I'll see her make a Food Haul that she believes to be excellent value. But I'm sitting there shaking my head because she's bought potato chips in bulk, for pete's sake, and a ton of processed sausage and other kinds of meat. Not my idea of value but, hey, I'm an old vegetarian, what do I know? Kudos for her for paying careful attention to what she's doing; more people should do that.
Since I've been on Zero Food Budget for weeks I've had to get a little more creative that I'd prefer. That includes sampling some very old MREs (I wrote a post about that but it sounded kinda whiny so it's still sitting in my draft file) and almost completely emptying the freezer. Today, I figured that I had just about had it with being abstemious. I don't do well with processed foods, so the stuff from the MREs kinda got to me (especially considering that my feet have swelled up like rising loaves of bread). I had to have some fresh food pronto!
After doing some "tall figuring" (as my grandmother used to say), I decided that I could spend $6 at the grocery. Woo-hoo. Doesn't sound like much does it? Well, the result kinda depends on what my local grocery has on offer.....Without further ado, here's MY Food Haul:
.....and here's my receipt:
$6 plus tax. So what I've got here is half a dozen apples, ten bananas, 8 tomatoes, an eggplant, a squash, a pepper, half a dozen white sweet potatoes, three russet potatoes, and about 9 or 10 red potatoes.
You've got it: I buy clearance sale veggies (and I've written a bunch of posts about it before). It's what I can afford and I am tremendously grateful for it. Is stuff bruised or blemished or slightly old? Yes. Am I bothered by that? No.
What I see there in those packages is what it can become: banana bread and apple muffins and baked apples and tomato soup and potato-veggie soup and baked eggplant and a stuffed pepper and baked sweet potatoes and squash biscuits, not to mention that I can enjoy eating fresh bananas. Enough food for a feast! Seriously. All I've gotta do is go to the kitchen and get cooking. Thank goodness I've got eggs and flour. There's no milk and no cheese but there's margarine so I'll make it all work.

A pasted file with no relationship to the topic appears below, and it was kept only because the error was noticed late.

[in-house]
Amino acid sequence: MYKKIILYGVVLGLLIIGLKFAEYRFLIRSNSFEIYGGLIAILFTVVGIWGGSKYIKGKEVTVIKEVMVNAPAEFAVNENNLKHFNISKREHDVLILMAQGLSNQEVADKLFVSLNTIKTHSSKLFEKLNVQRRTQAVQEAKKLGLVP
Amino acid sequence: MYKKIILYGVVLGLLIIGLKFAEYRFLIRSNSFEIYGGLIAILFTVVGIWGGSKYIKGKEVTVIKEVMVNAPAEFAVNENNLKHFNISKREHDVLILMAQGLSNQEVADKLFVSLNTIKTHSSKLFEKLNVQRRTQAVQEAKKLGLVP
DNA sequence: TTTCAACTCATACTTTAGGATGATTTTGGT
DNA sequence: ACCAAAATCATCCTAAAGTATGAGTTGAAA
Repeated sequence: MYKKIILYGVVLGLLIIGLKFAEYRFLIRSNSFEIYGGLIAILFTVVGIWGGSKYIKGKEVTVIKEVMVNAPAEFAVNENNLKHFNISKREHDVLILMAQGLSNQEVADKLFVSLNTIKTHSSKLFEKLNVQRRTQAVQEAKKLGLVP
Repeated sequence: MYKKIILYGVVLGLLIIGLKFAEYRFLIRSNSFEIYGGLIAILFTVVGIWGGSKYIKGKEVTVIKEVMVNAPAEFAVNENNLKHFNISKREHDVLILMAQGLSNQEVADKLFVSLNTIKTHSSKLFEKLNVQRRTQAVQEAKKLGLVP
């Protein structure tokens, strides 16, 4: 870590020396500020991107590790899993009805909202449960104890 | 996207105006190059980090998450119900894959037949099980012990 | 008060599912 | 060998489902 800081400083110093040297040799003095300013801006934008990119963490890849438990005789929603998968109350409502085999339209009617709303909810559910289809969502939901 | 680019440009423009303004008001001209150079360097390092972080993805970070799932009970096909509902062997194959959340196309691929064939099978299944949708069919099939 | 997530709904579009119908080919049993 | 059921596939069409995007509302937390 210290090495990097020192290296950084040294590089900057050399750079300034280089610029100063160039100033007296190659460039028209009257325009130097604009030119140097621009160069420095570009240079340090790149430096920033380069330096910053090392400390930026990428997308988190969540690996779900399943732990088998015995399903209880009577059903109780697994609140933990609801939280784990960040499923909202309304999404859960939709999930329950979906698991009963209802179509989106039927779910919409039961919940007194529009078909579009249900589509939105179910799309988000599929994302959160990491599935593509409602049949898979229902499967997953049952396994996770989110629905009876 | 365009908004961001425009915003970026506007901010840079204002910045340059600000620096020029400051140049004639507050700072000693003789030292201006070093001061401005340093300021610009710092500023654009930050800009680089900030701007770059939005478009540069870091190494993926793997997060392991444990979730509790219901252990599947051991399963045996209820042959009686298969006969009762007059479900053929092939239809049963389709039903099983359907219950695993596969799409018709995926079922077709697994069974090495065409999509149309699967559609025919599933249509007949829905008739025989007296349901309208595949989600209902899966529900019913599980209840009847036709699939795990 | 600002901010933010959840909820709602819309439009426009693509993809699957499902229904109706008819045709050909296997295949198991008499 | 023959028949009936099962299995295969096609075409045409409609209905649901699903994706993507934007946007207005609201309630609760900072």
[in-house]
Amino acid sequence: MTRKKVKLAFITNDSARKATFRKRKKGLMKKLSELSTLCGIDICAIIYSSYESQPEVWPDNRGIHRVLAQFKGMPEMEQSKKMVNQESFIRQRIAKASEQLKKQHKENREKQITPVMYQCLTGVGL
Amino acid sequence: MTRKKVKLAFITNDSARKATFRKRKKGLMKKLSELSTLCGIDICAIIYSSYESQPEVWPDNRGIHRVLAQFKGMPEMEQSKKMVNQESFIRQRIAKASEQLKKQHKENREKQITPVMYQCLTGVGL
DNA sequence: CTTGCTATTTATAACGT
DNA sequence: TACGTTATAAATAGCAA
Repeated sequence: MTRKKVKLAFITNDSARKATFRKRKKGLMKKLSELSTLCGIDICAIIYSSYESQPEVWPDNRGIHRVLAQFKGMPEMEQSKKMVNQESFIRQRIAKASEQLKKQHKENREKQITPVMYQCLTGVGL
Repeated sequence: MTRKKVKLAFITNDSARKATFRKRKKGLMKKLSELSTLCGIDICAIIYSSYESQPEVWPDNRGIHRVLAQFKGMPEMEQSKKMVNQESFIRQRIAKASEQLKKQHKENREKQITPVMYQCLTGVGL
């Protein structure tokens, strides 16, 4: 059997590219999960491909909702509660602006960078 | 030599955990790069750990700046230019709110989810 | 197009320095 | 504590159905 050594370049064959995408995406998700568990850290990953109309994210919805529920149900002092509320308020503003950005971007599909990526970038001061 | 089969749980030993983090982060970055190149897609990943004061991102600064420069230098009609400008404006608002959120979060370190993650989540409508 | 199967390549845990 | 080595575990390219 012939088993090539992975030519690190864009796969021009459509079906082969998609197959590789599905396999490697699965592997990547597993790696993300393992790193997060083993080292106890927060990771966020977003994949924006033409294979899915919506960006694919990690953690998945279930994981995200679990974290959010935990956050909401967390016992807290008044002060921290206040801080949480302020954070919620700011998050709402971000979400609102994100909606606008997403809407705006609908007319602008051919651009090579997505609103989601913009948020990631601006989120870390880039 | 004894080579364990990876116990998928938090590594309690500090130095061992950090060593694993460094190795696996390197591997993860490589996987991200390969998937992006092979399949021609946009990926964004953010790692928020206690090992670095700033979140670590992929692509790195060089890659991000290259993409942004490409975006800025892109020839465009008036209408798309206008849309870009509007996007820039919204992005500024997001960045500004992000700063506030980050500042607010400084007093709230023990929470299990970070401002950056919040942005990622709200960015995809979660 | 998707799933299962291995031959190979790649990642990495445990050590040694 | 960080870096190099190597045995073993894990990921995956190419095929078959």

Now, tell me, what would you do with $6? Get Starbucks? Maybe a large order of fries at McD's? It will be gone in five minutes and what will you have left?
I'm not cheap. I'm poor. There I said it. It can be embarrassing but I'm not ashamed. I'm doing the best I can, and I try hard. There's not a lot I can do about everything but I can still do something! And now I'm gonna go cook.
I am deeply and richly blessed.
Life is absolutely good.
It's late springtime in South Mississippi, so we've got the sort of weather you'd expect: rain, rain, and more rain. That, of course, means that my backyard is flooding. No surprise. It always does that. The ground is so wet, in fact, that I can see more than a dozen crawfish castles from my desk window. What is a crawfish castle? It's a dirt mound that looks like this (borrowing a picture from online because I can't be bothered to go outside in the rain to take one myself):
And there are fresh fire ant mounds, too--as I understand it, they build underground generally and make aboveground mounds when they need to cool the nest. Mounds pop up all over the yard this time of year. That's when I miss my guinea fowl the most; they were brilliant at keeping fire ants at bay. The guineas would watch the mounds until they got just-so-high, then they'd feast on the insects, and roll in the dust from the mound as a coup de gras. Clever guineas.
The rain is keeping me from pursing work outside. There's so much to be done. Oh well, a little at a time. The good news is that seeds have been sprouting in my old container garden. Although it's just a week since I planted them, my wax beans sprouts have already shot up more than 6 inches. And the radishes! Oh my, I didn't think they'd germinate so I dumped a whole seed packet in the pot, and it looks like every single seed has sprouted. I'll have to do some serious thinning there.
The volunteer tomatoes in the new garden area are still coming up. Seems like every time I go to the garden, I find another new plant. I'm just letting them grow where they will, and I've put tomato cages wherever I could. But I've run out of cages and there are more plants coming. The tomato plants seem mostly quite strong and healthy. The mini-tomatoes are a bit weak but there are tomatoes growing on their thin little stems. The romas seem to be fierce and have lots of fruit on the way. (Yes, tomatoes are fruit rather than vegetables.) I don't know what variety the other plants are. We'll just have to wait and see.
I haven't seen anything going on with the corn and sunflower seeds but, as I mentioned earlier, I strongly suspect that they've been eaten (most probably by some busy little squirrels). I'll try planting again. And I hope to make some more mounds--the rain is softening the ground nicely so maybe that will make it easier to chop up the soil.
There's so much more I want to do but I need supplies and I need to do a lot more clearing. Still, progress is on the horizon.
It's a lively time of year.
Life is good.
Monday, May 22, 2017
First off, I've gotta explain that I'm getting started clearing up my workshop. This is NOT a small thing. The mess is massive, and the workshop building is actually larger than my house. Honestly, I've taken to calling the place The Black Hole of Clutter.